MLV Amma, as she is fondly called, was a remarkable musician. She is credited with striding the Carnatic music arena like a Colossus.
The old Ustads used to say, one lives on thorough the music of one’s disciples and it is God’s grace to get a good disciple to carry forward the legacy. This is certainly true in the case of Padma Bhushan M.L. Vasantha Kumari, universally known as MLV. Though she died 28 years ago, in 1990, her memory is being celebrated by her most prominent disciple Padma Bhushan Sudha Raghunathan on the anniversary of what would have been her 90th birthday on 3rd July, at the Madras Academy in Chennai.
In a memorial starting at 4pm, the entire evening will see concerts by many of her disciples; an audio visual entitled The Maiden of Spring”, the release of a commemorative stamp, and release of a souvenir “MLV 90” by the Defence Minister, Smt Nirmala Sitharaman. The evening will conclude with a duet by Vidushi Sudha Ragunathan and danseuse Rama Vaidyanathan, incidentally also a Sangeet Natak Akademi awardee for 2017.
MLV Amma as she is fondly called was a remarkable musician – she started her career in 1941 at the age of 12, and thereafter strode the Carnatic music arena like a Colossus. She was a rare musician who attained stardom early on, and maintained it right through her life, according to Chitravina maestro, Ravikiran. She taught several top ranking artists including Padma Bhushan Trichur V Ramachandran, (though he primarily learnt from MLV Amma’s Guru, the legendary GN Balasubramanium) violinist Padma Shri A Kanyakumari, and her senior most disciple Charumathi Ramachandran. Interestingly, a testimony of her prowess as a Guru, she is the only Carnatic musician to have two Padma Bhushan awardees as her disciples, as well as a Padma Shri awardee.
In addition she made her mark as a playback singer in movies. Accolades poured in too – in 1977, she became the youngest woman at 49 to receive the pinnacle for a Carnatic musician, the Sangita Kalanidhi awarded by The Music Academy. The Padma Bhushan and Sangeet Natak Akademi awards were also hers.
Performing at a time, between the 1950s-1990s when male musicians dominated the world of music, MLV along with DK Pattammal and MS Subbulakshmi, due to their extraordinary talent, managed to carve a niche for themselves in the world of Carnatic music. Despite being the youngest of the trio, according to musicians, MLV was perhaps musically the most adventurous.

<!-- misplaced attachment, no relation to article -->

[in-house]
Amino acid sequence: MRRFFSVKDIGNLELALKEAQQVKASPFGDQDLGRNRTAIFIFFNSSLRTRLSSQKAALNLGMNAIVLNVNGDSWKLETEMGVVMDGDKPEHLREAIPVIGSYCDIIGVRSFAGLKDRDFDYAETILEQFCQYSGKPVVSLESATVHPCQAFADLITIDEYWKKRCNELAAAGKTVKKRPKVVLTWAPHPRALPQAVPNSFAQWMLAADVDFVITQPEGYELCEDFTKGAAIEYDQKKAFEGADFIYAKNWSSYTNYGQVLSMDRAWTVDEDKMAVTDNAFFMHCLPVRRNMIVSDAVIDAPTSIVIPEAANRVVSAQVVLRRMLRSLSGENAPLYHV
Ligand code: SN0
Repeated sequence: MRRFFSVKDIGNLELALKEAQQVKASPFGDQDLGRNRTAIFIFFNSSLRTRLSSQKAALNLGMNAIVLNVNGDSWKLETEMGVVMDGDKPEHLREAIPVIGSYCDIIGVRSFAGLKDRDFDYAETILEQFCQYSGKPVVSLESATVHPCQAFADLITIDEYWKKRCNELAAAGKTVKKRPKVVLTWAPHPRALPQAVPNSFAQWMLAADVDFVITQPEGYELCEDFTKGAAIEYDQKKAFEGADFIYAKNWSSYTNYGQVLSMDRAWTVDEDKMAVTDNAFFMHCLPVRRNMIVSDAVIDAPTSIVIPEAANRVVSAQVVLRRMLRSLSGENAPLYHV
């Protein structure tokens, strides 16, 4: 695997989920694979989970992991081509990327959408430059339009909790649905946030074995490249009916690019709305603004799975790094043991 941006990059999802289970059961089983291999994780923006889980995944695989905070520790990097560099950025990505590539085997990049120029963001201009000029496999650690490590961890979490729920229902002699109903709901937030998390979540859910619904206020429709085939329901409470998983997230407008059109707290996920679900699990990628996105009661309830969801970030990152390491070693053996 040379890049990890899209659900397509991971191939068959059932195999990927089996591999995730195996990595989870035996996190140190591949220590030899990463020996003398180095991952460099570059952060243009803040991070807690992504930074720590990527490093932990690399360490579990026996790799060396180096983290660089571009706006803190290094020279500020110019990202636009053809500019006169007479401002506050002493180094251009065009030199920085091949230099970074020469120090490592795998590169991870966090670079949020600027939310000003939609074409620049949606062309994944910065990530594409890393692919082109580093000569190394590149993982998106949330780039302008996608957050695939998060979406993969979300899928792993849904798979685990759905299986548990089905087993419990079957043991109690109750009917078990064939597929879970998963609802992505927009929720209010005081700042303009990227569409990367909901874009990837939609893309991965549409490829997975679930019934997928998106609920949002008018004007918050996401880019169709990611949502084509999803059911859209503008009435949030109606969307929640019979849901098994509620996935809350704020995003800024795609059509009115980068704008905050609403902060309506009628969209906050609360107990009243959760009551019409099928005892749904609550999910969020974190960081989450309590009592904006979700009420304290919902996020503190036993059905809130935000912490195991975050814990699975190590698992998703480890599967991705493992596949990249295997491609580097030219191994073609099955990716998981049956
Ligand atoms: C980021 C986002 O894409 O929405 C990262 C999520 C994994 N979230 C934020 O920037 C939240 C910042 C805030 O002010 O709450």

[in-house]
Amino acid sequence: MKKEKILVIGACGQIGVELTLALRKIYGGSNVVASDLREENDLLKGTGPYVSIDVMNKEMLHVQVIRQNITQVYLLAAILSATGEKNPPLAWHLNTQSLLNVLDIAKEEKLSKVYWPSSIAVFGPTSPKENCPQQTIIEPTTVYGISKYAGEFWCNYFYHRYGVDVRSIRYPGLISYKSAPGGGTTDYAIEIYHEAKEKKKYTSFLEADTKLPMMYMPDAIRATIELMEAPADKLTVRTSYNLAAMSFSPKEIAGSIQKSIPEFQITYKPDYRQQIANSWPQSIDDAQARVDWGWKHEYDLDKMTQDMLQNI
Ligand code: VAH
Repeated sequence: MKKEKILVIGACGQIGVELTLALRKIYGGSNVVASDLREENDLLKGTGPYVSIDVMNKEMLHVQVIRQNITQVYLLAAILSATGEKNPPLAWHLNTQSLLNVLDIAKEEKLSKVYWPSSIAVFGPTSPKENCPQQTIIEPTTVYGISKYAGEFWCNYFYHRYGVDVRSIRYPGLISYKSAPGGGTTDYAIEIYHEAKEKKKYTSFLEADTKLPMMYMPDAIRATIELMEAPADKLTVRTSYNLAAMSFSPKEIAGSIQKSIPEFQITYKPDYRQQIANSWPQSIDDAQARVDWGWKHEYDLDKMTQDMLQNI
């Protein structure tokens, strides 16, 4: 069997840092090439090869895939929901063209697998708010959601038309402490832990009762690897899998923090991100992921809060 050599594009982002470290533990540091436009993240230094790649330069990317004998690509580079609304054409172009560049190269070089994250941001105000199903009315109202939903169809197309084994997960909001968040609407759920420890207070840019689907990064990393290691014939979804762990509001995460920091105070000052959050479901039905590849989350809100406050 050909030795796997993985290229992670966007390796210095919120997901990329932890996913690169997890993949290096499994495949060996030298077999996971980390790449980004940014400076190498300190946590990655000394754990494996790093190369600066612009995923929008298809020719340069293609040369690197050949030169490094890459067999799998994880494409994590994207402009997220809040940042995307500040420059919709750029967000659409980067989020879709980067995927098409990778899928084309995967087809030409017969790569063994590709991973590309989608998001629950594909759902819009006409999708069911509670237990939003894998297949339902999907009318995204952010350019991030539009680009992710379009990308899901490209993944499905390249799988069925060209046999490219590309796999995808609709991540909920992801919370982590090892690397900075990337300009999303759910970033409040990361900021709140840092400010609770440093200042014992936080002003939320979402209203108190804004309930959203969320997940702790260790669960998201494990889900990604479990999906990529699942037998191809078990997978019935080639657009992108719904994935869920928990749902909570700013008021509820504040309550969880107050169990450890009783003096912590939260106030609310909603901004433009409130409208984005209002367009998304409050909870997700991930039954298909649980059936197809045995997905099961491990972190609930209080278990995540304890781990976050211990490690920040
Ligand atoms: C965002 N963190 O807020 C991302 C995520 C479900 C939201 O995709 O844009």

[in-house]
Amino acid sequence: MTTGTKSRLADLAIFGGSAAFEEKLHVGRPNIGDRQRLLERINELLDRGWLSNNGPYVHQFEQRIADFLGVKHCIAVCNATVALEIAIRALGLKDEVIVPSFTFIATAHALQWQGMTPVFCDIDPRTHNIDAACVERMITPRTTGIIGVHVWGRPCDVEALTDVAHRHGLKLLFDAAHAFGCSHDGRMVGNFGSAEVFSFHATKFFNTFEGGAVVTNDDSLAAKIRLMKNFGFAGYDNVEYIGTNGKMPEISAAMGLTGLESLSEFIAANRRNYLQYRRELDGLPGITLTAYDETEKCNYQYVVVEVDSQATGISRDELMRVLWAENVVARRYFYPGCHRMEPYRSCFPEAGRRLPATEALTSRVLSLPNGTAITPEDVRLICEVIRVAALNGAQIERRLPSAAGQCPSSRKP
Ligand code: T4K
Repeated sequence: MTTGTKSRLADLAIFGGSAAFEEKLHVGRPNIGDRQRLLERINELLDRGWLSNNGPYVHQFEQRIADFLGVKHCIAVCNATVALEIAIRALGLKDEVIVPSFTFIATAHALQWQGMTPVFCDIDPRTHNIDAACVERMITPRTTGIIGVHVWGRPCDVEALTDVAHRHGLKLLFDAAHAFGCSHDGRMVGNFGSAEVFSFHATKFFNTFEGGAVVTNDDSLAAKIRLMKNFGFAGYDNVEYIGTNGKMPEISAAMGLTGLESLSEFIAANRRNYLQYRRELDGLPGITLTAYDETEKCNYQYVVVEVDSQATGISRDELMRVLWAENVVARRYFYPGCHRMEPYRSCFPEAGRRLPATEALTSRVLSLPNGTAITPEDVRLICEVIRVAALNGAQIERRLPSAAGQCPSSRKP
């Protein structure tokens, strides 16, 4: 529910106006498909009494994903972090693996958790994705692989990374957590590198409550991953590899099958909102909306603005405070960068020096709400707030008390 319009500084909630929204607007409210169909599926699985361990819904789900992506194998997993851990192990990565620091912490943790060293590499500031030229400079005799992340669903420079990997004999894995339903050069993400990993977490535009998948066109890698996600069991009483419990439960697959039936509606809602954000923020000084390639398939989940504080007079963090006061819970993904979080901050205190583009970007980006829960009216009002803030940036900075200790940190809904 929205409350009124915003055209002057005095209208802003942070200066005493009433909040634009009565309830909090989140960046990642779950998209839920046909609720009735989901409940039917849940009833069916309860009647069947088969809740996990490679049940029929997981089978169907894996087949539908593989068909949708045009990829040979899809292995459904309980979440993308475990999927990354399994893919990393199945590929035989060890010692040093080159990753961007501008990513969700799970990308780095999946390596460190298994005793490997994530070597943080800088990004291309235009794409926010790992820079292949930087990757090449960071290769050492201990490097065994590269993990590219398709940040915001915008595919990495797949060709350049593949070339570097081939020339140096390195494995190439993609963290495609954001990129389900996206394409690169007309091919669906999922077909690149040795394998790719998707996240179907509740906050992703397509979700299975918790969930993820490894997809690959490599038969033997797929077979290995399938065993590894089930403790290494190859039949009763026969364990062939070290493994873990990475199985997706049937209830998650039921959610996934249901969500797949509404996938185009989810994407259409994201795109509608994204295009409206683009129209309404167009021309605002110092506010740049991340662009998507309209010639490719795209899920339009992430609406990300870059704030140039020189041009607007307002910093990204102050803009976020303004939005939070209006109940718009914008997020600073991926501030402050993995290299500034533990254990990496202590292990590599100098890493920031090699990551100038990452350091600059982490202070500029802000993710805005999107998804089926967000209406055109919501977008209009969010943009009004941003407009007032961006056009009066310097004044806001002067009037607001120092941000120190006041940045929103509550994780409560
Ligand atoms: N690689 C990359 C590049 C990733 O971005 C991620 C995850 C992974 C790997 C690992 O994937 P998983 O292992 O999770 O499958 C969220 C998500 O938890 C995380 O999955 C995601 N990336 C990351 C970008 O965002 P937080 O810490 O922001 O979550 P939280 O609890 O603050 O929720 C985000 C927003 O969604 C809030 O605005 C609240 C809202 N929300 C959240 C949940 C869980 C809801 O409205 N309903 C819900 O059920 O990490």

She ventured into uncharted areas with aplomb; her innate confidence perhaps the result of musical learning in past lives. As Sudha Raghunathan puts it “in my 13 years of having trained under her, I never once heard her rehearse before a concert. On stage she was so daring and her confidence was unimaginable. She was truly a genius. The intricate “ulti paltis”, “gamakas”, so perfectly executed…I could go on”. In the words of veena maestro Chitravina Ravikiran, himself an extraordinary musican “her concerts were like an African safari; full of surprises, as natural as could be, magnificent and breathtaking”. He continued, clearly in awe of the doyen, “like the most creative virtuosos, she decided what she wanted to present just an instant before she sang it, which is the reason why she was both spectacular and substantial.”
Apparently, as a person she was as daring and courageous in life, as she was as a musician. She took challenges head on and would overcome all troubles that came her way in droves. She was large hearted and magnanimous; her music reflected her personality. As Chitravina Ravikiran puts it “I remember Pt Ravi Shankar once saying to me, you can hide your aspects of her personality and nature from people, but you cannot hide your traits in your music. What you are comes out in your music.”
Indeed MLV’s music was as grand and imaginative as she herself was as a person. No one who knew her had anything negative to say about her.
Sudha Raghunathan reminisced “She truly taught me how to live life. Also, how to deal with organisers, how to present on stage. She never took her audience for granted; she was very close to her fans, she had an instinctive connect with people, the continuity of her relationship with her followers mattered to her. If she had sung at someone’s wedding, she would naturally and automatically think to enquire about the couple when she next met the parents. Hers was an innate warmth that was neither superficial nor put on”.
Another invaluable attribute was her enormous learning. She reveled in presenting unusual Ragas; she believed in constantly surprising her listeners. As Sudha Raghunathan puts it “She would render the most rare Ragas with such finesse”.
A complete musician, MLV Amma was versatile, knowledgeable, in total control of her voice and laya, and in addition innately creative. In the words of Sudha Raghunathan “MLV Amma will always be the undisputed Empress of Carnatic music for me”.